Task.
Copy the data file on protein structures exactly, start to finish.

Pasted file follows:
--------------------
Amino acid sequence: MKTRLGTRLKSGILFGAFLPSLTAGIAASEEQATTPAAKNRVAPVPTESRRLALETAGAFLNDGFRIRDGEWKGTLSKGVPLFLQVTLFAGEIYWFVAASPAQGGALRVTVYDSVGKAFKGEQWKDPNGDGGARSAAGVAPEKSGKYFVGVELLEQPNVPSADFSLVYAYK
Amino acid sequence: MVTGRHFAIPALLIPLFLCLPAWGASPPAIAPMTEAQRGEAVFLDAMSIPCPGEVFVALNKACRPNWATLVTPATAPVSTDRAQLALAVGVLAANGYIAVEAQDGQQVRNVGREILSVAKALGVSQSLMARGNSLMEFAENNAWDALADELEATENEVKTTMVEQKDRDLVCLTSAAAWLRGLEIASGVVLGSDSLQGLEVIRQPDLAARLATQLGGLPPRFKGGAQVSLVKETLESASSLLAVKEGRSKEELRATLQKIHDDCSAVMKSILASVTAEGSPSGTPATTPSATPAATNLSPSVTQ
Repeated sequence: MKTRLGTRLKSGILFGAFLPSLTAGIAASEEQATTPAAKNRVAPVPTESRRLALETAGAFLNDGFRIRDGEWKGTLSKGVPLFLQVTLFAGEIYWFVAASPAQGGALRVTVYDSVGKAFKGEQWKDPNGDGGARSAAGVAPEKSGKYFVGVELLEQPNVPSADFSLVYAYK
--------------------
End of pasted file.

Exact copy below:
Amino acid sequence: MKTRLGTRLKSGILFGAFLPSLTAGIAASEEQATTPAAKNRVAPVPTESRRLALETAGAFLNDGFRIRDGEWKGTLSKGVPLFLQVTLFAGEIYWFVAASPAQGGALRVTVYDSVGKAFKGEQWKDPNGDGGARSAAGVAPEKSGKYFVGVELLEQPNVPSADFSLVYAYK
Amino acid sequence: MVTGRHFAIPALLIPLFLCLPAWGASPPAIAPMTEAQRGEAVFLDAMSIPCPGEVFVALNKACRPNWATLVTPATAPVSTDRAQLALAVGVLAANGYIAVEAQDGQQVRNVGREILSVAKALGVSQSLMARGNSLMEFAENNAWDALADELEATENEVKTTMVEQKDRDLVCLTSAAAWLRGLEIASGVVLGSDSLQGLEVIRQPDLAARLATQLGGLPPRFKGGAQVSLVKETLESASSLLAVKEGRSKEELRATLQKIHDDCSAVMKSILASVTAEGSPSGTPATTPSATPAATNLSPSVTQ
Repeated sequence: MKTRLGTRLKSGILFGAFLPSLTAGIAASEEQATTPAAKNRVAPVPTESRRLALETAGAFLNDGFRIRDGEWKGTLSKGVPLFLQVTLFAGEIYWFVAASPAQGGALRVTVYDSVGKAFKGEQWKDPNGDGGARSAAGVAPEKSGKYFVGVELLEQPNVPSADFSLVYAYK